ITEM publishes Cross-border Impact Assessment for 2018
The ITEM Cross-border Impact Assessment 2018 has been published! With the Cross-border Impact Assessment, the Institute for Transnational and Euregional cross-border cooperation and Mobility / ITEM provides more insight into European and national legislative and policy initiatives. The report is intended as a valuable tool for policy makers at regional, national and European level when taking decisions on legislation and regulations with (additional) effects for border regions.
The ITEM Cross-border Impact Assessment 2018 contains six dossiers concerning a wide variety of cross-border issues that deal with effects on border regions and/or cross-border mobility. For example, the Baukindergeld dossier examines the border effects of the proposed German measure to promote the residential property of young families. This proposed measure appears to be contrary to EU law as it puts frontier workers who work in Germany but live outside Germany at a disadvantage. On this point, ITEM recommends that a coherent analysis of the impact of the new legislation on cross-border workers be included in the parliamentary debate on new legislation. In the Social Security dossier, the social security position of non-standard workers (e.g. platform workers working for Uber, Deliveroo etc.) in a cross-border working relationship is examined. One can no longer ignore the increase of new forms of employment and employment contracts such as on-call work, part-time work, irregular work, etc. However, the current European rules still assume a physical presence at a workplace. ITEM recommends that both the current national legislation and the European regulations should be tightened or amended.
The results of the Cross-border Impact Assessment can be found here.
ITEM's Cross-border Impact Assessment is aimed at policy makers at the regional, national and European level who take decisions regarding border regions. The report thus has the potential to contribute to the political debate by helping to recognise existing or future border effects. The ITEM Cross-border Impact Assessment has formed the basis of follow-up activities, both in recent years as well as this year. For example, the Dossier on the increase in the low VAT rate was offered to a large number of stakeholders at provincial, Euregional and Ministerial level. The dossier examined the possible economic border effects of the planned VAT increase.
Since its establishment in 2015, ITEM has published three Cross-border Impact Assessments. The ITEM Cross-border Impact Assessment 2018 is the most recent impact assessment carried out by ITEM. The ITEM Cross-border Impact Assessment brings policy and practice together. Every year, ITEM stakeholders have the opportunity to propose restrictive cross-border issues. The subjects of the Cross-border Impact Assessment of that year are then submitted to the selection process of the ITEM Cross-border Impact Assessment Working Group. After completion of the selection process, the selected topics are examined in detail by ITEM researchers.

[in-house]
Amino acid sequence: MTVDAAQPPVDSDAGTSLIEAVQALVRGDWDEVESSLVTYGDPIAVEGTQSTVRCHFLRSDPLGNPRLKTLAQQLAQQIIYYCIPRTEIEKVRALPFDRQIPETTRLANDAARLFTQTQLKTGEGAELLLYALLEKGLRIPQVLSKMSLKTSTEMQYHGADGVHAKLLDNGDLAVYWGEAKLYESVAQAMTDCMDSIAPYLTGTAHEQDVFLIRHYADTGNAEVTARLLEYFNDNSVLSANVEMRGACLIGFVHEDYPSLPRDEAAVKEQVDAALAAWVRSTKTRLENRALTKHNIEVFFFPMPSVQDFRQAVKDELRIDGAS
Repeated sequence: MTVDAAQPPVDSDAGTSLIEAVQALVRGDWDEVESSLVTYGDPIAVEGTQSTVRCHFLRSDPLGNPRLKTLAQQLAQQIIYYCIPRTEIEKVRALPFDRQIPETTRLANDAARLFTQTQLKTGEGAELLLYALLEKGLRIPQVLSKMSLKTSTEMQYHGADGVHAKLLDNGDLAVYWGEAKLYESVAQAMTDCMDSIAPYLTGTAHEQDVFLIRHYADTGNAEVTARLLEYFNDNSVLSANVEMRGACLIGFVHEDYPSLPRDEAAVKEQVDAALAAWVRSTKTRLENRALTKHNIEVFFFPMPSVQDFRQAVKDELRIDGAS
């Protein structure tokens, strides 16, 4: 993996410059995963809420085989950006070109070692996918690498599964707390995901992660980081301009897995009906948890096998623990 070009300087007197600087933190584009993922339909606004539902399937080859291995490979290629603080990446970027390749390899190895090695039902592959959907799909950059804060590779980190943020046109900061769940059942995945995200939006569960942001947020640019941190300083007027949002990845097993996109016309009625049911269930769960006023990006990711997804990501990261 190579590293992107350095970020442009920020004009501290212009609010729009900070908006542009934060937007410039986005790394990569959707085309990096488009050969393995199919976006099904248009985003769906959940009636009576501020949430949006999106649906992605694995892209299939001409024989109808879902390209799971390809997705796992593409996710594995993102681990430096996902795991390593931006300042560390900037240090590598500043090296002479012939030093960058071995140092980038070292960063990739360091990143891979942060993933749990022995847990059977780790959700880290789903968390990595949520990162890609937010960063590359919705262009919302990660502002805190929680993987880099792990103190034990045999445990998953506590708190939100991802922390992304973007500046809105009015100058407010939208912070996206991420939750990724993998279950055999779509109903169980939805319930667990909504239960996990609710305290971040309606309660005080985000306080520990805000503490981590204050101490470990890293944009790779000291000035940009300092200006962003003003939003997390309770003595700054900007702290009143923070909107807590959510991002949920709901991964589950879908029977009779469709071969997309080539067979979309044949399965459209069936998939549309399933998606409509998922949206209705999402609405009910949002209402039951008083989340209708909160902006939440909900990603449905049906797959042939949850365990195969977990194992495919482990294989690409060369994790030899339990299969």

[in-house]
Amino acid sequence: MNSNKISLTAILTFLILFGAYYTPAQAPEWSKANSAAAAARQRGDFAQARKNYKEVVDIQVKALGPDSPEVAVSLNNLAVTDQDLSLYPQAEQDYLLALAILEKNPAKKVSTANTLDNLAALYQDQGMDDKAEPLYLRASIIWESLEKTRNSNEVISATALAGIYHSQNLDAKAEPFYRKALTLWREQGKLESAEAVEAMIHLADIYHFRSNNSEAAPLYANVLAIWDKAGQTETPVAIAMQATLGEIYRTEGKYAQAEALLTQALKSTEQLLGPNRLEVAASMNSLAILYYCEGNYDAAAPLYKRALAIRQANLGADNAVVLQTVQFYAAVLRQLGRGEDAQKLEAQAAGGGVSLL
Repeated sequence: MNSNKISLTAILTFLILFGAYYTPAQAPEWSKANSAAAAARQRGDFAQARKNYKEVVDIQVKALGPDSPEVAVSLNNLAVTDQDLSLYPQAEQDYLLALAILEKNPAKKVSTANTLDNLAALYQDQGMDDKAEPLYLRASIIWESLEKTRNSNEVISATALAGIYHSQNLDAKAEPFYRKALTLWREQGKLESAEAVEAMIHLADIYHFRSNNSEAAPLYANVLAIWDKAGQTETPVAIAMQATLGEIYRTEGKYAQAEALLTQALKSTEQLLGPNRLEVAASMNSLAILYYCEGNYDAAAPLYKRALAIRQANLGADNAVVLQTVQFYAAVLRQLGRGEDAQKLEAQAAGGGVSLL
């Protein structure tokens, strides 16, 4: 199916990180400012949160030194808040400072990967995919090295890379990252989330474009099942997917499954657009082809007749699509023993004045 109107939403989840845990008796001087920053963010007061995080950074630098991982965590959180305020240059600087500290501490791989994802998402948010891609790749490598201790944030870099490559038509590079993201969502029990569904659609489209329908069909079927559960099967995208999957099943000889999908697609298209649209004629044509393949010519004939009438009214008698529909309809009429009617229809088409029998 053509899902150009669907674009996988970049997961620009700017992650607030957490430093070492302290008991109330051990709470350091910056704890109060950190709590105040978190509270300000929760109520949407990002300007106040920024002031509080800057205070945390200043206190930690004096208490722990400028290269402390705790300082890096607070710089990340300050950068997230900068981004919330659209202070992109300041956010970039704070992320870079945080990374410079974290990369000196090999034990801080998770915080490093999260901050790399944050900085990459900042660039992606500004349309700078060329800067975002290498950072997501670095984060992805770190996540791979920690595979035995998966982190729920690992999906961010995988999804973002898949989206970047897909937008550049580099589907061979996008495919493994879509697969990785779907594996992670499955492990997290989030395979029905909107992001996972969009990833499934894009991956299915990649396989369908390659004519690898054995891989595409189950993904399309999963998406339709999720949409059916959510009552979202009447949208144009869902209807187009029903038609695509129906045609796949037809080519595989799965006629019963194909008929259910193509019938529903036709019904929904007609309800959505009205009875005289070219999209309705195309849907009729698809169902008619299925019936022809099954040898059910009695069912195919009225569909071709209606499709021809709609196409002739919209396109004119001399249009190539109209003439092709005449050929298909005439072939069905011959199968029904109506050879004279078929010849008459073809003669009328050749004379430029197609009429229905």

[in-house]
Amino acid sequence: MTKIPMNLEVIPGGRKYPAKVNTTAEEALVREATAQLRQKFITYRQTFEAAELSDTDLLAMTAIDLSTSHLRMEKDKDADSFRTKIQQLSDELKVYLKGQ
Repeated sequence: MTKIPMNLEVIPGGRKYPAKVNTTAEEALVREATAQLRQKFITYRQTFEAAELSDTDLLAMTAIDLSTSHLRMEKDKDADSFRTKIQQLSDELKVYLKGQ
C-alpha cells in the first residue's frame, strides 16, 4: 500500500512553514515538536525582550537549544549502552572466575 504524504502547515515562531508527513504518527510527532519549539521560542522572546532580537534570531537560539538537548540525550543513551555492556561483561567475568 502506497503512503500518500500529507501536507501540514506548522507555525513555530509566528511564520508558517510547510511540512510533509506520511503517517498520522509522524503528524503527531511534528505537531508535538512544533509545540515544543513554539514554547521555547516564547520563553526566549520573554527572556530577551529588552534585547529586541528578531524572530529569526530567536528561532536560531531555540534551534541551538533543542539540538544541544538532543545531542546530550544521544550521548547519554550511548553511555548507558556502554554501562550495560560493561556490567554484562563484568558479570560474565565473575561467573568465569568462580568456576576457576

Cross-border Impact Assessment 2019
While the results of the 2018 reporting have already been published, the first steps for the 2019 assessment are already being prepared. By the end of 2018, ITEM Stakeholders will again have the opportunity to raise with ITEM the issues that are important to them. The ITEM Cross-border Impact Assessment Survey will be made available on the ITEM website in December.
ITEM Cross-Border Impact Assessment 2021 publishedFriday, November 19, 2021
Due to the Corona crisis, also many cross-border workers are forced to work in their home country. They have been asked not to cross the border to come to their office situated in the neighbouring country. At the moment, this is only possible because the Dutch, Belgian and German governments have agreed on special exemptions from certain rules until the rest of this year. Otherwise, these frontier workers would face major changes with respect to their social security contribution, taxes and health care. But what, if governments and employers from now on will permanently stimulate that employees work more days from home? ITEM has found out that this would have tremendous consequences for cross-border work if legislation does not change accordingly. This is one out of four case of this year’s research into border effects.
Frontier workers not eligible for BaukindergeldThursday, November 15, 2018
In March the German coalition agreed to a subsidy aimed at stimulating young families' own home ownership financially. Only people living in Germany are eligible. What does this mean for taxpaying frontier workers? The Baukindergeld was examined in the framework of ITEM’s annual Cross-border Impact Assessment .
Announcement dossiers ITEM Cross-border Impact Assessment 2018Thursday, March 8, 2018
Expertise Centre ITEM announces the dossier selection for research in their annual Cross-border impact assessment. The final selection was made based on the stakeholder consultation. In the upcoming period, a team of ITEM researchers and experts will direct their attention to the dossiers.